I’m just not so sure. Paul Krugman correctly challenges the GOP’s interest in or concern over reducing the deficit. The larger the government deficit, the better. (See T Franks’ Wrecking Crew.)
But does it follow that the GOP is only concerned with the dissolution of the welfare state?
So what’s it all about? The answer, of course, is that the GOP never cared about the deficit — not a bit. It has always been nothing but a club with which to beat down opposition to an ideological goal, namely the dissolution of the welfare state. They’re not interested, at all, in a genuine deficit-reduction deal if it does not serve that goal.
To be sure, there are some in this club who have this goal. But my fear is that the goal of “the base” is far more sinister: not welfare alone, but res publica as a whole. What is phony is therefore not only their mock concern over deficits, but their mock concern over republican values and institutions taken together: the Republic.
Remember: these folks idolize the anti-Federalists, opponents not only of the Federalists, but of the Constitution. And, here, they are on fairly solid ground. The anti-Federalists believed in democracy, not “common wealth.” The republicans, by contrast, feared that the anti-Federalists (and democrats) would sacrifice shared public interests to private self-interest.
Which is among the reasons why both the original anti-Federalists and their modern day followers have so much trouble wrapping their heads around the preamble to the Constitution:
We the People of the United States, in Order to form a more perfect Union, establish Justice, insure domestic Tranquility, provide for the common defence, promote the general Welfare, and secure the Blessings of Liberty to ourselves and our Posterity, do ordain and establish this Constitution for the United States of America.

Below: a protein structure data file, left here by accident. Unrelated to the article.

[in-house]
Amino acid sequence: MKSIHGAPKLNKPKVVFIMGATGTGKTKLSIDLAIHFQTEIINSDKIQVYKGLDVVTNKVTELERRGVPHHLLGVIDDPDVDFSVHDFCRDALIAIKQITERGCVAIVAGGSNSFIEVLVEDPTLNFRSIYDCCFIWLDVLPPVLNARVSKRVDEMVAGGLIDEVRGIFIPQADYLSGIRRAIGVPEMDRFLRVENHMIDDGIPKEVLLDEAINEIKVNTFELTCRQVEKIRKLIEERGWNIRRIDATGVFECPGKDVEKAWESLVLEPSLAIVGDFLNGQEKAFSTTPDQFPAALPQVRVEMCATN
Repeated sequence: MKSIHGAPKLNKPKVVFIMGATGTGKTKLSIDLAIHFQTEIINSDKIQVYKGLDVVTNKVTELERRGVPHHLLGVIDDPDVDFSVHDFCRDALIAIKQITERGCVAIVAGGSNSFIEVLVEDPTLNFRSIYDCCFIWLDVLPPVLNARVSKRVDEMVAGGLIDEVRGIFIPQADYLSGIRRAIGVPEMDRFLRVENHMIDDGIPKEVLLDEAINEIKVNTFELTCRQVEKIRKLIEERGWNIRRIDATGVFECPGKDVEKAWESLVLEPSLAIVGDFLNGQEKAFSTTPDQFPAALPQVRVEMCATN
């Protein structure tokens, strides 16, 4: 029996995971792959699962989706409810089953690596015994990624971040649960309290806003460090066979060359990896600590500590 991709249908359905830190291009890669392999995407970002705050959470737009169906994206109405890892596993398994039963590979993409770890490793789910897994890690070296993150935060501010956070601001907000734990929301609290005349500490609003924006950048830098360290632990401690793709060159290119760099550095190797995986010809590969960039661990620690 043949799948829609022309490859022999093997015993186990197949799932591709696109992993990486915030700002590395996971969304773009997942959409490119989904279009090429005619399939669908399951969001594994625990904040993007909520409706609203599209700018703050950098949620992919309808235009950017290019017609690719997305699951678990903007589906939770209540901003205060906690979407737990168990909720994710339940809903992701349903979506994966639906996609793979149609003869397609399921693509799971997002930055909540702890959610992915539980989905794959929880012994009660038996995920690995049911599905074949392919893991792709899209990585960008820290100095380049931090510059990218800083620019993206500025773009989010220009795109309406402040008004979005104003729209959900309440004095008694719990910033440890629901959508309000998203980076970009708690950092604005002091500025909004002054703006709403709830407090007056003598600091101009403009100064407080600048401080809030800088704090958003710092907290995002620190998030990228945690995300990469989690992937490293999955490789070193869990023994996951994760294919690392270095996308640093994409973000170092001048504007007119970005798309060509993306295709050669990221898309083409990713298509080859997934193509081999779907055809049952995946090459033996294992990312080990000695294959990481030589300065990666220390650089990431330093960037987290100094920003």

Our modern day anti-republicans (the GOP) would like to interpret these words as though written by Ayn Rand, Milton Friedman, or Friedrich von Hayek.
In fact, they were written in response to Shays’ Rebellion, the inability of the Federal government to raise an army, mint a currency, pay its debts (domestic or foreign), and with southern landowners (hardly the friends of Union) fearful that their “property” might at any moment rebel. In other words, they forget what the early anti-Federalists could never forget: that this document, this Constitution, was written against them.
Yes. Government can secure the Blessings of Liberty (and not simply by keeping its hands off). Yes. Government can promote general Welfare (and not simply by letting all do as they please within the limits of the law). And, yes. Governments can insure domestic Tranquility (and not simply by opening and protecting markets).
This Constitution was activist, interventionist, and centralist; it meant to put down men like Shays. It was not the friend of men like Patrick Henry or Tom Paine, solid democrats both (and opponents of res publica).
So, when I hear the GOP inveighing against the Federal Government spending and against raising taxes, what comes to my mind is not a club eager to destroy the welfare state. What comes to my mind is that tradition in American politics that has never been happy with the US Constitution and would just as soon be done with all republican institutions and values.